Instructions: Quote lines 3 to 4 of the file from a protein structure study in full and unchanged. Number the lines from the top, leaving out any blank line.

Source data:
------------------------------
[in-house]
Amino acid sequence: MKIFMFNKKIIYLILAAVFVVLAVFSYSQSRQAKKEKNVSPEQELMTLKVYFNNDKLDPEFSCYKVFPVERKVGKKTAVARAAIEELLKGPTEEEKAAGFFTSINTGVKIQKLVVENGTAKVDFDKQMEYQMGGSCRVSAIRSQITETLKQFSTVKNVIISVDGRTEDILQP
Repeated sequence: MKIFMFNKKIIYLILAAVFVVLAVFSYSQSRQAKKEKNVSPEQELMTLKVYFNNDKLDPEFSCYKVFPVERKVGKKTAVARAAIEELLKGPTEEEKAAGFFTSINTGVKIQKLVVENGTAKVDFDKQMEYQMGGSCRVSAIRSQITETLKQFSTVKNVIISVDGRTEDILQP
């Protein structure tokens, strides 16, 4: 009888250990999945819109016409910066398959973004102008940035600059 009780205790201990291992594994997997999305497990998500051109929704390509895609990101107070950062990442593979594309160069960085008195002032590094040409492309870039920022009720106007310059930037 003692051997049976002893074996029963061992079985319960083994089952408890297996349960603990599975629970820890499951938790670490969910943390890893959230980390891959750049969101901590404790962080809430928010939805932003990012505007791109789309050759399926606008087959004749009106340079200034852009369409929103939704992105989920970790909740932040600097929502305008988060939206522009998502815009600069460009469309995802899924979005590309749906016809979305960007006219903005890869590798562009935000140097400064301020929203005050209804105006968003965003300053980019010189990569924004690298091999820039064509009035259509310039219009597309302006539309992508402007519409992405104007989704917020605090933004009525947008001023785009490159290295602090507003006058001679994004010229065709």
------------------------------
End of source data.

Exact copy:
Repeated sequence: MKIFMFNKKIIYLILAAVFVVLAVFSYSQSRQAKKEKNVSPEQELMTLKVYFNNDKLDPEFSCYKVFPVERKVGKKTAVARAAIEELLKGPTEEEKAAGFFTSINTGVKIQKLVVENGTAKVDFDKQMEYQMGGSCRVSAIRSQITETLKQFSTVKNVIISVDGRTEDILQP
């Protein structure tokens, strides 16, 4: 009888250990999945819109016409910066398959973004102008940035600059 009780205790201990291992594994997997999305497990998500051109929704390509895609990101107070950062990442593979594309160069960085008195002032590094040409492309870039920022009720106007310059930037 003692051997049976002893074996029963061992079985319960083994089952408890297996349960603990599975629970820890499951938790670490969910943390890893959230980390891959750049969101901590404790962080809430928010939805932003990012505007791109789309050759399926606008087959004749009106340079200034852009369409929103939704992105989920970790909740932040600097929502305008988060939206522009998502815009600069460009469309995802899924979005590309749906016809979305960007006219903005890869590798562009935000140097400064301020929203005050209804105006968003965003300053980019010189990569924004690298091999820039064509009035259509310039219009597309302006539309992508402007519409992405104007989704917020605090933004009525947008001023785009490159290295602090507003006058001679994004010229065709």